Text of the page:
Tom Shippey in TLS:
The popular image of Scandinavians is full of contradictions. Denmark, Norway and Sweden must by several measures be the richest, happiest and most successful societies the world has ever known; yet their inhabitants are famous for melancholy, now familiar again through the depressed heroes of Scandi noir crime fiction: Wallander, Martin Beck, Jo Nesbø’s Harry Hole. Scandinavia is also famous for hedonism and sexual freedom; yet the plots of Scandi noir stories often turn not on crimes but on old sins: adultery, incest, abuse. Likewise, the Scandinavian countries are probably in practice the world’s most egalitarian – but if you believe Stieg Larsson, Sweden in particular is run by far-right cabals including neo-Nazis and the families of former collaborators, a memory reinforced for Norway by the Anders Breivik massacre of July 22, 2011. What causes these extreme clashes of light and darkness? Robert Ferguson tries to get to the bottom of it through a combination of personal memoir, literary and cultural analysis, and episodic history. In the case of that last category, he has, effectively, a blank page to write on. For most anglophone readers, Scandinavian history means the Vikings – nothing before and very little after. The Kalmar Union of 1367, under which the three nations were united for more than a century? The wars between Sweden and Denmark-Norway, which lasted longer, proportionately, than the wars of England and Scotland? The British blockade of the Napoleonic era, which starved perhaps 10 per cent of the population of Norway to death? The Battle of Dybbøl and the annexation of much of Jutland by Prussia?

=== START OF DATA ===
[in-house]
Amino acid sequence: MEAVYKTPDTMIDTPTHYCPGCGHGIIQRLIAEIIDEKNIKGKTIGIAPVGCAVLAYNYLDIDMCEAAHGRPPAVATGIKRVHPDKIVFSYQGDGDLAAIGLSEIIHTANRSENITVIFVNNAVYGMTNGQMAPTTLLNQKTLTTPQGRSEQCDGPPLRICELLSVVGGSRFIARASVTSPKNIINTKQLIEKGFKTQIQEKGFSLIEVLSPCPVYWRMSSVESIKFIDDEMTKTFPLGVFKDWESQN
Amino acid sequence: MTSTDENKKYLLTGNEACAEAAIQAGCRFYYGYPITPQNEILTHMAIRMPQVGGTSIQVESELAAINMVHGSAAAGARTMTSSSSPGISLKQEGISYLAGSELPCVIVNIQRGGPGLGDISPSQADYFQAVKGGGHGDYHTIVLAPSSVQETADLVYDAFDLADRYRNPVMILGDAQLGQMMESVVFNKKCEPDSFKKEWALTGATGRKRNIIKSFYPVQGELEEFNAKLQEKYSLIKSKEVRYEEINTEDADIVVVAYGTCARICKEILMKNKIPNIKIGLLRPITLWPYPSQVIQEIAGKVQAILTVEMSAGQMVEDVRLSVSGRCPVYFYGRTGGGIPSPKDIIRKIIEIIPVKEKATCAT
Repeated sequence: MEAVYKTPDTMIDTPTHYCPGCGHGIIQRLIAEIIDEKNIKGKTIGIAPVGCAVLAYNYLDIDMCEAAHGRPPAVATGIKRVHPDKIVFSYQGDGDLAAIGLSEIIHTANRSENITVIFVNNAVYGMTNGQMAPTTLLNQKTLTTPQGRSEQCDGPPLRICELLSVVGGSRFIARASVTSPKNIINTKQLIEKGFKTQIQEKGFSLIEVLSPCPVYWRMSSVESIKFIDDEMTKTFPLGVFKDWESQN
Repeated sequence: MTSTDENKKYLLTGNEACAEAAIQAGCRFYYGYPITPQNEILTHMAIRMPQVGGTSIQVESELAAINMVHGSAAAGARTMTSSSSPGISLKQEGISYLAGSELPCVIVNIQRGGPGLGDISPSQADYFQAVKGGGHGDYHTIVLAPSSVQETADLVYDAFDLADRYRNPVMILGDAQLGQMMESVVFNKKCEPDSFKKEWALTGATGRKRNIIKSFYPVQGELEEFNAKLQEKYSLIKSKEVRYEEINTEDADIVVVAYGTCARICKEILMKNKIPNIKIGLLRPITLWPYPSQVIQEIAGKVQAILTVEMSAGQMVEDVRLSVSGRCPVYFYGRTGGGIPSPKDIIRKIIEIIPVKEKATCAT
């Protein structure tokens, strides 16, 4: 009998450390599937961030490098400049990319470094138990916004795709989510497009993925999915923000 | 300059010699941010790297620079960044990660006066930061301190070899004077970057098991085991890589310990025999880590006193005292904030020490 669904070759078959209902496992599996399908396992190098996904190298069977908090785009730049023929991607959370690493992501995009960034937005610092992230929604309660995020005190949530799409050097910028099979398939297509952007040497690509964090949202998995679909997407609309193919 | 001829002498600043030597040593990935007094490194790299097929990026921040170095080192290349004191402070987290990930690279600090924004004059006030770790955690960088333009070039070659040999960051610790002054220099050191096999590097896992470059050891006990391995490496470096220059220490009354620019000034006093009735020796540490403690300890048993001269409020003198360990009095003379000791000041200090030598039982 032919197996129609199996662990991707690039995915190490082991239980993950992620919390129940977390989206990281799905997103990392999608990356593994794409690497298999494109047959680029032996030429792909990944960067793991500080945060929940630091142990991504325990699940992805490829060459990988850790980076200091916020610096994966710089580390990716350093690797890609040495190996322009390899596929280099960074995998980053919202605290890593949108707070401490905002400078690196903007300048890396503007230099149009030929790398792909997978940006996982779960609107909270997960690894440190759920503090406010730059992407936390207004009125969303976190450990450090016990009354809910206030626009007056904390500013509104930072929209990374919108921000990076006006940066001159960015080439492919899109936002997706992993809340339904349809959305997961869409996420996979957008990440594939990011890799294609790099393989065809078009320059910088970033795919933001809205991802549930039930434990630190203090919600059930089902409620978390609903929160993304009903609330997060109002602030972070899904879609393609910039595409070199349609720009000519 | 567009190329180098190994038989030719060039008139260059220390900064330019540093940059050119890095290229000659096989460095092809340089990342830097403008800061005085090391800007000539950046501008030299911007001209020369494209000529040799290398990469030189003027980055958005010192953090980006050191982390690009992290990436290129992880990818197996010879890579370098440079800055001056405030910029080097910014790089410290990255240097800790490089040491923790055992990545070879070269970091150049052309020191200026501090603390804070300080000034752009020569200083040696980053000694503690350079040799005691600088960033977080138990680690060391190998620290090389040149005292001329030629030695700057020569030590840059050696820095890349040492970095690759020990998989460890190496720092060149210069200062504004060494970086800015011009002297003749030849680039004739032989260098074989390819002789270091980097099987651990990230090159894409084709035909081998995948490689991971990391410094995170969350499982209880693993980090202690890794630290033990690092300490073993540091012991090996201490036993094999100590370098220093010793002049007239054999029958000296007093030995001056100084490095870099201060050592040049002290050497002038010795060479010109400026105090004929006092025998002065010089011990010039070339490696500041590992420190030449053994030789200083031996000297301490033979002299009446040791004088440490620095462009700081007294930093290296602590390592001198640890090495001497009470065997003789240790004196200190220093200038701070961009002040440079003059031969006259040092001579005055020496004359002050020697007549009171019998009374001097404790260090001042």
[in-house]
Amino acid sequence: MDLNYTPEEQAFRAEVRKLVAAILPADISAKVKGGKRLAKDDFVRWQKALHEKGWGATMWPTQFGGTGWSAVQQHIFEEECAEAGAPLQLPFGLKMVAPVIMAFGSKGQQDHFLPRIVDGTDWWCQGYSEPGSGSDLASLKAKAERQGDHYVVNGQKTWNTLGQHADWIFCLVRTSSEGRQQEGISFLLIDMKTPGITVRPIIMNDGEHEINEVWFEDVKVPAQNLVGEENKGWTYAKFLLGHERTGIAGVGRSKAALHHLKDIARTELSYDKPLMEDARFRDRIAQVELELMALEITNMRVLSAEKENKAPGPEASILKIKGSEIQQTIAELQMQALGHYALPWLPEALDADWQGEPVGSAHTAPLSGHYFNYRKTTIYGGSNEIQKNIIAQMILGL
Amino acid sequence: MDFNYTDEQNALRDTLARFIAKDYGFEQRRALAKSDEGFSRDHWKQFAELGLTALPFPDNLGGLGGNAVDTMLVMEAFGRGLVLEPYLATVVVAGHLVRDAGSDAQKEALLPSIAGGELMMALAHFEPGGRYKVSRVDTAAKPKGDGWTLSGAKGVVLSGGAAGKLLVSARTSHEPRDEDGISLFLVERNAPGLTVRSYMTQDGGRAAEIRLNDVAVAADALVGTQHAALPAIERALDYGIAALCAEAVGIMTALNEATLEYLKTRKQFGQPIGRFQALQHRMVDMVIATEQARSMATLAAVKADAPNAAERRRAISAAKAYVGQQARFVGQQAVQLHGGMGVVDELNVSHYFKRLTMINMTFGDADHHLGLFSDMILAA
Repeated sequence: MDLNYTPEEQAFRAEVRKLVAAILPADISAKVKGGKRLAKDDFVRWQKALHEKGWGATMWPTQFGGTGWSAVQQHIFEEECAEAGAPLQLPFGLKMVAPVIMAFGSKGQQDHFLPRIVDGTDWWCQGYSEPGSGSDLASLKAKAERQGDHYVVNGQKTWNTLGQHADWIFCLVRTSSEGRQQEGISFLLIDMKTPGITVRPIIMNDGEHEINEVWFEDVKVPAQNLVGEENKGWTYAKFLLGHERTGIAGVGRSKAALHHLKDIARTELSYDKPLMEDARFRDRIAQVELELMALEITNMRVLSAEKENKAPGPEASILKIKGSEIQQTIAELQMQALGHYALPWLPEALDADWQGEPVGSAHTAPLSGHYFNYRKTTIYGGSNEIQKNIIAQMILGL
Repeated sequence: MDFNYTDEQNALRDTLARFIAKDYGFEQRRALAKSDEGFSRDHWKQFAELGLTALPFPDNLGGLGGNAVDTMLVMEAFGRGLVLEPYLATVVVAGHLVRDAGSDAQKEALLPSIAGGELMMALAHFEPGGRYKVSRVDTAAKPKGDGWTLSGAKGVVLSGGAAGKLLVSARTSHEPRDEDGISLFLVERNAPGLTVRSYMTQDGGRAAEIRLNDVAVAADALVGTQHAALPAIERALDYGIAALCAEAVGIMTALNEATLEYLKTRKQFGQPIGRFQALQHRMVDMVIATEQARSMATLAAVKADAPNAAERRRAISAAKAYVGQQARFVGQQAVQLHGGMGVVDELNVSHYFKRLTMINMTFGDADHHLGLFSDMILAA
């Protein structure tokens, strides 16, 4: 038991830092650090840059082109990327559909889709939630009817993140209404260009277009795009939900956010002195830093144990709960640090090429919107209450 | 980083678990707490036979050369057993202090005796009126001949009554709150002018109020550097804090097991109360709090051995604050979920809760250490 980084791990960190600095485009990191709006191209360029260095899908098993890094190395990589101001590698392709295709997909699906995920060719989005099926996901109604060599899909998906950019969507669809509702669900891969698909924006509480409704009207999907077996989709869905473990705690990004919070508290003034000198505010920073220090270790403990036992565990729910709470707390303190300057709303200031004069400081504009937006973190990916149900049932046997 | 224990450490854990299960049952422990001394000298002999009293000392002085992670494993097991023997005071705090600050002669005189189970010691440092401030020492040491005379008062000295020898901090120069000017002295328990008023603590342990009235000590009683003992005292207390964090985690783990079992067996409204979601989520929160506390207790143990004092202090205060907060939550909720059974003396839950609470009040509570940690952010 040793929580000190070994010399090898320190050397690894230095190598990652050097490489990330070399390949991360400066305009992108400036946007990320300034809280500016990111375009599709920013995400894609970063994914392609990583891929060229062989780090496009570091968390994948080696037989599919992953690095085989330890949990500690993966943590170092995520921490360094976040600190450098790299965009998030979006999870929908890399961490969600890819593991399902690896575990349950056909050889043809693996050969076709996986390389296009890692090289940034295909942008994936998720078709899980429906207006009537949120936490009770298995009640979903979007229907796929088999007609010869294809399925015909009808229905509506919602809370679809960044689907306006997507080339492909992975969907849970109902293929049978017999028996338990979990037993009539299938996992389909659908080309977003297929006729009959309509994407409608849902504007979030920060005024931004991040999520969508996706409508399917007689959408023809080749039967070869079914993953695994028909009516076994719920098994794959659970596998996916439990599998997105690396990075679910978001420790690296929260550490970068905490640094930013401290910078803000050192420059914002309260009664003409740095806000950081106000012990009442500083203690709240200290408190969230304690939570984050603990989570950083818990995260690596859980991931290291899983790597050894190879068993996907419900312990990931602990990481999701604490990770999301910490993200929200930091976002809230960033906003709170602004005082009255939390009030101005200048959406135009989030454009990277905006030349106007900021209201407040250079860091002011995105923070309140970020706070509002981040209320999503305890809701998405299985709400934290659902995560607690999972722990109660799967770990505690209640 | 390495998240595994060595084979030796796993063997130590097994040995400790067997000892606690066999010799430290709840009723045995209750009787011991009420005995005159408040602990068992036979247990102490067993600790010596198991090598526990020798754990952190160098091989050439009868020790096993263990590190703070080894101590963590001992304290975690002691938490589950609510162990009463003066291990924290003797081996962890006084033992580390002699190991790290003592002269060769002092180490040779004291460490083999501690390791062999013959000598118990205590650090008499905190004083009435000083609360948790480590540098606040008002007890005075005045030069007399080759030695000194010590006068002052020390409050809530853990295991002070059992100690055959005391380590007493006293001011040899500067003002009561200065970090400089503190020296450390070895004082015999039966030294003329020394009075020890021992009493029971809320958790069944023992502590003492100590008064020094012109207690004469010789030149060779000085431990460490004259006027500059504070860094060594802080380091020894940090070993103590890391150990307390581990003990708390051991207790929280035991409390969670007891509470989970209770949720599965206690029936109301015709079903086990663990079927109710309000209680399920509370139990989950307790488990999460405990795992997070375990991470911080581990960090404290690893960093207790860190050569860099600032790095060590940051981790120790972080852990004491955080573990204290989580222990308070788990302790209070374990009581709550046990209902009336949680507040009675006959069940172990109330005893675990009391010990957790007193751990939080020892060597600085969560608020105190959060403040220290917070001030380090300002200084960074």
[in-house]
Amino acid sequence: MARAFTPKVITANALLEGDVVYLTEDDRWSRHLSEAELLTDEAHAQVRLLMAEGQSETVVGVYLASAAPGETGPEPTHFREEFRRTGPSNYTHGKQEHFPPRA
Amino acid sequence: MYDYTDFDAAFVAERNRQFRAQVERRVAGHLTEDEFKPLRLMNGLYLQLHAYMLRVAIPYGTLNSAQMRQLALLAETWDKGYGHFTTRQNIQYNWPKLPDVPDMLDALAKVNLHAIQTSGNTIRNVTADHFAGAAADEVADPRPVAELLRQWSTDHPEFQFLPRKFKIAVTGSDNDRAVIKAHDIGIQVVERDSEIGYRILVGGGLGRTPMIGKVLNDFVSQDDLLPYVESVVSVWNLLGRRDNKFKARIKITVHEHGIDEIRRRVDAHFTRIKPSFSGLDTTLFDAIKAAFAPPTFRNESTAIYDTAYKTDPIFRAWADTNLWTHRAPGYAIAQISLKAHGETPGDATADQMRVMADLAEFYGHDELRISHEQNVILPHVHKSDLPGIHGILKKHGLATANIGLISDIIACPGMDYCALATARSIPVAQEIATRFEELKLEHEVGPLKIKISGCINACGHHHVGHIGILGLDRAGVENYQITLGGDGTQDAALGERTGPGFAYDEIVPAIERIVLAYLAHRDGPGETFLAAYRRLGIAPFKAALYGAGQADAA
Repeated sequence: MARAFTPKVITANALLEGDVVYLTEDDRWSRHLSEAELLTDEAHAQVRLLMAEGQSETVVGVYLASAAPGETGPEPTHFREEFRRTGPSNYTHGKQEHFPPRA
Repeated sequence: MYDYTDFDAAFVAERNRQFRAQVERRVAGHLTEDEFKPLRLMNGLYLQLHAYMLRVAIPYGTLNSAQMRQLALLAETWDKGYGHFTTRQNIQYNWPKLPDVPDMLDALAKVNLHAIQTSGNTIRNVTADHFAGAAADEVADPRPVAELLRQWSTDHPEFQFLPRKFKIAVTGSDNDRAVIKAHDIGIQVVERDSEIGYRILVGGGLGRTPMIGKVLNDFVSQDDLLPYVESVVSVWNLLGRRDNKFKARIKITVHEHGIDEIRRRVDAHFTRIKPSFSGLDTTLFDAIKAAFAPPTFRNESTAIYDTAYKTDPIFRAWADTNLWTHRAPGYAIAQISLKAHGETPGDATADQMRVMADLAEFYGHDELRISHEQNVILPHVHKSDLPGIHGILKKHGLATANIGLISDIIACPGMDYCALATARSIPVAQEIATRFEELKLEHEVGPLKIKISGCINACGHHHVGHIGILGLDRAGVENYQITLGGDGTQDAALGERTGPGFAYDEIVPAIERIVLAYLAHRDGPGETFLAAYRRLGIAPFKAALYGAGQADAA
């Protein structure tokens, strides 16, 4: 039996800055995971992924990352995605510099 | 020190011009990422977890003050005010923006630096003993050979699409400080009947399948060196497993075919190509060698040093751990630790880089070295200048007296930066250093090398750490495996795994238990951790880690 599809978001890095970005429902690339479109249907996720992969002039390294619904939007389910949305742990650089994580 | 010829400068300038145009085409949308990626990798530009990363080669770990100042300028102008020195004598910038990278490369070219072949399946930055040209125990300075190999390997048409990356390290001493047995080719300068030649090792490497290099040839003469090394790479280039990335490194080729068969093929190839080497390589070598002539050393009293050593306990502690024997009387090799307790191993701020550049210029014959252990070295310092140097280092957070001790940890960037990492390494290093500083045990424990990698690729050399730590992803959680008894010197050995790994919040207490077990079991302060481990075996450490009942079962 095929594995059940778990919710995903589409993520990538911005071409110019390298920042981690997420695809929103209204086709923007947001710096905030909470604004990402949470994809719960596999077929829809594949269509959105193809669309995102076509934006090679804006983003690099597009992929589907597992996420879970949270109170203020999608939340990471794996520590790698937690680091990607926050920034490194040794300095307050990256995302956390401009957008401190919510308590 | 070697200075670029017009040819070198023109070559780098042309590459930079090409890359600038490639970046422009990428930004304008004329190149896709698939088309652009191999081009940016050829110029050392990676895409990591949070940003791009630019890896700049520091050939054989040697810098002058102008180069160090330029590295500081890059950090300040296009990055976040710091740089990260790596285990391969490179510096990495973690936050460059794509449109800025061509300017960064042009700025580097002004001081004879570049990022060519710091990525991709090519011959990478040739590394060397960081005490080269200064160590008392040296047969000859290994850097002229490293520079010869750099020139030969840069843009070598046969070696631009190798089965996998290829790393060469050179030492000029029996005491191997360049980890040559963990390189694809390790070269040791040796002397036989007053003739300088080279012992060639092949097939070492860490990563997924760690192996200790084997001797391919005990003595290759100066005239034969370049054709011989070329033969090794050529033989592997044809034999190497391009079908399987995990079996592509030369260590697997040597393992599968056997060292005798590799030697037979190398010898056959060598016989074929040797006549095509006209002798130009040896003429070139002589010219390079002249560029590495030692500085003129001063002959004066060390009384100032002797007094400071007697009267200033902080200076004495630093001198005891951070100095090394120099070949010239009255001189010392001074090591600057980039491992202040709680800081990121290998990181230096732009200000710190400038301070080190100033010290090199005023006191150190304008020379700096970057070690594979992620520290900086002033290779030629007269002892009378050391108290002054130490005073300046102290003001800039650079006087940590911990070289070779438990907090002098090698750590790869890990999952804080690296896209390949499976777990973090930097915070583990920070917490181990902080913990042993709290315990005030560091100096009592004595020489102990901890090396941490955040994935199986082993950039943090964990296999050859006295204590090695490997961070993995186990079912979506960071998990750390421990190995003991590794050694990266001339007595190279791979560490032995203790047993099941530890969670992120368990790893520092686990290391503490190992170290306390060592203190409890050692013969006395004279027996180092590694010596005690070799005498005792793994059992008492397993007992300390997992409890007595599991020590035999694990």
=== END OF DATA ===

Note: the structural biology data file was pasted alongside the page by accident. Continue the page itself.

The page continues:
All a complete blank, along with mad King Christian VII of Denmark, philosophic Queen Kristina of Sweden and jolly King Christian VIII – who, in spite of his ancestors’ and descendants’ long preoccupation with archaeology, reacted to the news that the intensively studied “runic” inscriptions of Runamo were just glacial scratches by laughing uncontrollably for minutes on end, whooping out, “Oh, the scholars! The scholars! And that enormous book!” Ferguson has brought them all back to life, and very engagingly so. His histories are personal as well. Ferguson recalls actually seeing Breivik, on a train, well before the massacre, absorbed in reading a book by someone Ferguson knew. (It was While Europe Slept by Bruce Bawer.) Ferguson’s first intention in writing his own book, he says, was to find the heart of melancholy, said to lie in the town of Skellefteå in north Norway, where the inhabitants have formed a society called the Friends of Darkness and the Cold.